Tony worked as a journalist before going into management, PR, communications and marketing. He has been a board director of Land Rover, BL Cars Europe, Dunlop Slazenger International, the Saudi Arabian National Guard Medical Service and Saatchi & Saatchi where he was Deputy Managing Director of th
What do managers do? This seemingly simple question raises several more of its own: what is the role of a manager within an organization, what are key management skills and responsibilities, and how have management practices and strategies changed over the years? These questions and more are addressed in What Do Managers Do? an accessible but humorous e-book which can be downloaded here for free.
What Do Managers Do? takes decades of academic research and organizational theory and distills some of the most useful aspects for those new to leadership and management roles. Readers are introduced to notable “managers” throughout history--from Machiavelli to Ernest Shackleton--as well as businessmen, academics, and consultants who have developed useful theories on management efficiency, business administration, and employee performance. Additional topics covered include Henri Fayol’s POSDCORB model, Pedler, Burgoyne, and Boydell’s “Eleven Qualities of a Successful Manager,” identifying and capitalizing on personal management competencies, delegation, prioritization of tasks and time management, public speaking, team management, the Tuckman model of group development, and Belbin team roles.
What Do Managers Do? includes review questions throughout for easy self-assessment and real-world application.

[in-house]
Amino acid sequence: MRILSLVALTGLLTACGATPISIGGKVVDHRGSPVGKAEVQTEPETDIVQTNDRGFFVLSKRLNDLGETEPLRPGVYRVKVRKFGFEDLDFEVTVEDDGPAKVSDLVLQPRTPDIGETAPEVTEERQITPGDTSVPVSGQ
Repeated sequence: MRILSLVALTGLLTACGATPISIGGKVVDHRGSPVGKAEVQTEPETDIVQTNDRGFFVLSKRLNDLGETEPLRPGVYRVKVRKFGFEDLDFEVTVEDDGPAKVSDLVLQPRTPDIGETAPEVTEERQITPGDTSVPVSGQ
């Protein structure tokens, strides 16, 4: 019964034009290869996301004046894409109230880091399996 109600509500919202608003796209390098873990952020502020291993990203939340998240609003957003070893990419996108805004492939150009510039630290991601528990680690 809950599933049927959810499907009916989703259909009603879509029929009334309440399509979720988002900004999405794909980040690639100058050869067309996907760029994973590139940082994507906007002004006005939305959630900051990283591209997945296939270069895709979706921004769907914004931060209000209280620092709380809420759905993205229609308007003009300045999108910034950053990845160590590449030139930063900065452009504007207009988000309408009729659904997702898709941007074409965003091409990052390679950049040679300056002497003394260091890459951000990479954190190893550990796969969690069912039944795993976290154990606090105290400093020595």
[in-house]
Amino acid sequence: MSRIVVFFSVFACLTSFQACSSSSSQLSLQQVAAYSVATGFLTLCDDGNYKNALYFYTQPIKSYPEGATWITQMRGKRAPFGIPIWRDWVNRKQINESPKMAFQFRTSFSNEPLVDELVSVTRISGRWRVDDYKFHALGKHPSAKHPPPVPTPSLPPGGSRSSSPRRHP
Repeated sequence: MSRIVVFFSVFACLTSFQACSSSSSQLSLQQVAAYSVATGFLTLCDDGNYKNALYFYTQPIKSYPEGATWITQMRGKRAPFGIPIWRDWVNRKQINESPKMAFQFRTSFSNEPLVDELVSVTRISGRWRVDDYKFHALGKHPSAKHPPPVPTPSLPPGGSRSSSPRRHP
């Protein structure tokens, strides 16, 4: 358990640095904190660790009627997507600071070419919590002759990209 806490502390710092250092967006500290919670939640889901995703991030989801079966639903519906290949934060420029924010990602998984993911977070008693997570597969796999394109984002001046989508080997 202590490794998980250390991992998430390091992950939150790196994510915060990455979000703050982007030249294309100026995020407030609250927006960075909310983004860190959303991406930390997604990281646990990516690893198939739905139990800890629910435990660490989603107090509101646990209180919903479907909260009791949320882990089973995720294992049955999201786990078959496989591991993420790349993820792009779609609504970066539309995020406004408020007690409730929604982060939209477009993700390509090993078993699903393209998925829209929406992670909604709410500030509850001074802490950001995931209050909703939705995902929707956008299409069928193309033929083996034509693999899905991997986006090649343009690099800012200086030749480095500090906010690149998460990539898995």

Interested readers can also refer to the follow-up text What Else Do Managers Do? also available for free download on bookboon.com.
Many people call themselves managers. It looks good on a business card and it can impress the neighbours. But what is a manager? What does he or she actually do? Why are they usually paid more than lesser mortals and what challenges and opportunities do they face as part of the management structure. Sometimes, managers have developed over the years with the organisation, sometimes they are brought in especially because they have specific knowledge of a certain skill which the organisation is lacking.
In this chapter we will examine the role of the manager, briefly explore the development of the role and the skills and see how far these traditional views colour today’s managers. Since the practice has taken several centuries to develop, it stands to reason that only some of the development process may be relevant to today’s world. Which parts might be most relevant and how can we project into the future which parts could be even more relevant for the organisation of tomorrow? Management will continue to evolve, based on the lesson of the past; which of those lessons will be most useful in years to come?